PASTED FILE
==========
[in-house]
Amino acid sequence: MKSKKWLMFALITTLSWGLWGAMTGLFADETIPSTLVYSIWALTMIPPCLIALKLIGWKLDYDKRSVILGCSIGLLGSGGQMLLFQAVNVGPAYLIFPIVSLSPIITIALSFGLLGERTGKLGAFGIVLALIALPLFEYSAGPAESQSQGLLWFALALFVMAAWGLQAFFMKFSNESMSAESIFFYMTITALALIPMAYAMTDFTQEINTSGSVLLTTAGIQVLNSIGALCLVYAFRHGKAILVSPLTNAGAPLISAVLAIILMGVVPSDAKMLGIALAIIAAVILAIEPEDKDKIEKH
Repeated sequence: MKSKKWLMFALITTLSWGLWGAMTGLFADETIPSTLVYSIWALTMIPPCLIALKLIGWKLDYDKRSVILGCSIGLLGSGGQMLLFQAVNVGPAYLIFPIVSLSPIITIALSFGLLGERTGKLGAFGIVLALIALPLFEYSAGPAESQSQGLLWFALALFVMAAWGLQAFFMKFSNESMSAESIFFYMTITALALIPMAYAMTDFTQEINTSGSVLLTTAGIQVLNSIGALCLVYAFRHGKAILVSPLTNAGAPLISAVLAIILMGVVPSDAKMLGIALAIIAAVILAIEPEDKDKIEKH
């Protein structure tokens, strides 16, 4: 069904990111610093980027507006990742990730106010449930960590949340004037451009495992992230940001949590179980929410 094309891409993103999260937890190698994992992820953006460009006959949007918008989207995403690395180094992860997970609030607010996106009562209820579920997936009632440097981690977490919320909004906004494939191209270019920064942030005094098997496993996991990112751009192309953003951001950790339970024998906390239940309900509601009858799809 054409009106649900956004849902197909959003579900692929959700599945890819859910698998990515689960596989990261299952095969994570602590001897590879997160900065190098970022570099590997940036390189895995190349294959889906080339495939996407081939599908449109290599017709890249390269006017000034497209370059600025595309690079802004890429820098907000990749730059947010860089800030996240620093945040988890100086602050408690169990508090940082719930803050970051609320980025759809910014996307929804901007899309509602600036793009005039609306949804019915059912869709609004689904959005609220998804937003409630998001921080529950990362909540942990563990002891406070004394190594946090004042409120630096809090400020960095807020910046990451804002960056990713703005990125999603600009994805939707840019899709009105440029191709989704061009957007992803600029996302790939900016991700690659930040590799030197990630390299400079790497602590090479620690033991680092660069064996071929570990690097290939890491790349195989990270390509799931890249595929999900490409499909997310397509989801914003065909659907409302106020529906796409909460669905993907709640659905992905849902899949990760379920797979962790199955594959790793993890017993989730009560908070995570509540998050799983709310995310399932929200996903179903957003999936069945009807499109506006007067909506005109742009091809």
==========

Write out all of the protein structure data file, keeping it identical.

[in-house]
Amino acid sequence: MKSKKWLMFALITTLSWGLWGAMTGLFADETIPSTLVYSIWALTMIPPCLIALKLIGWKLDYDKRSVILGCSIGLLGSGGQMLLFQAVNVGPAYLIFPIVSLSPIITIALSFGLLGERTGKLGAFGIVLALIALPLFEYSAGPAESQSQGLLWFALALFVMAAWGLQAFFMKFSNESMSAESIFFYMTITALALIPMAYAMTDFTQEINTSGSVLLTTAGIQVLNSIGALCLVYAFRHGKAILVSPLTNAGAPLISAVLAIILMGVVPSDAKMLGIALAIIAAVILAIEPEDKDKIEKH
Repeated sequence: MKSKKWLMFALITTLSWGLWGAMTGLFADETIPSTLVYSIWALTMIPPCLIALKLIGWKLDYDKRSVILGCSIGLLGSGGQMLLFQAVNVGPAYLIFPIVSLSPIITIALSFGLLGERTGKLGAFGIVLALIALPLFEYSAGPAESQSQGLLWFALALFVMAAWGLQAFFMKFSNESMSAESIFFYMTITALALIPMAYAMTDFTQEINTSGSVLLTTAGIQVLNSIGALCLVYAFRHGKAILVSPLTNAGAPLISAVLAIILMGVVPSDAKMLGIALAIIAAVILAIEPEDKDKIEKH
């Protein structure tokens, strides 16, 4: 069904990111610093980027507006990742990730106010449930960590949340004037451009495992992230940001949590179980929410 094309891409993103999260937890190698994992992820953006460009006959949007918008989207995403690395180094992860997970609030607010996106009562209820579920997936009632440097981690977490919320909004906004494939191209270019920064942030005094098997496993996991990112751009192309953003951001950790339970024998906390239940309900509601009858799809 054409009106649900956004849902197909959003579900692929959700599945890819859910698998990515689960596989990261299952095969994570602590001897590879997160900065190098970022570099590997940036390189895995190349294959889906080339495939996407081939599908449109290599017709890249390269006017000034497209370059600025595309690079802004890429820098907000990749730059947010860089800030996240620093945040988890100086602050408690169990508090940082719930803050970051609320980025759809910014996307929804901007899309509602600036793009005039609306949804019915059912869709609004689904959005609220998804937003409630998001921080529950990362909540942990563990002891406070004394190594946090004042409120630096809090400020960095807020910046990451804002960056990713703005990125999603600009994805939707840019899709009105440029191709989704061009957007992803600029996302790939900016991700690659930040590799030197990630390299400079790497602590090479620690033991680092660069064996071929570990690097290939890491790349195989990270390509799931890249595929999900490409499909997310397509989801914003065909659907409302106020529906796409909460669905993907709640659905992905849902899949990760379920797979962790199955594959790793993890017993989730009560908070995570509540998050799983709310995310399932929200996903179903957003999936069945009807499109506006007067909506005109742009091809």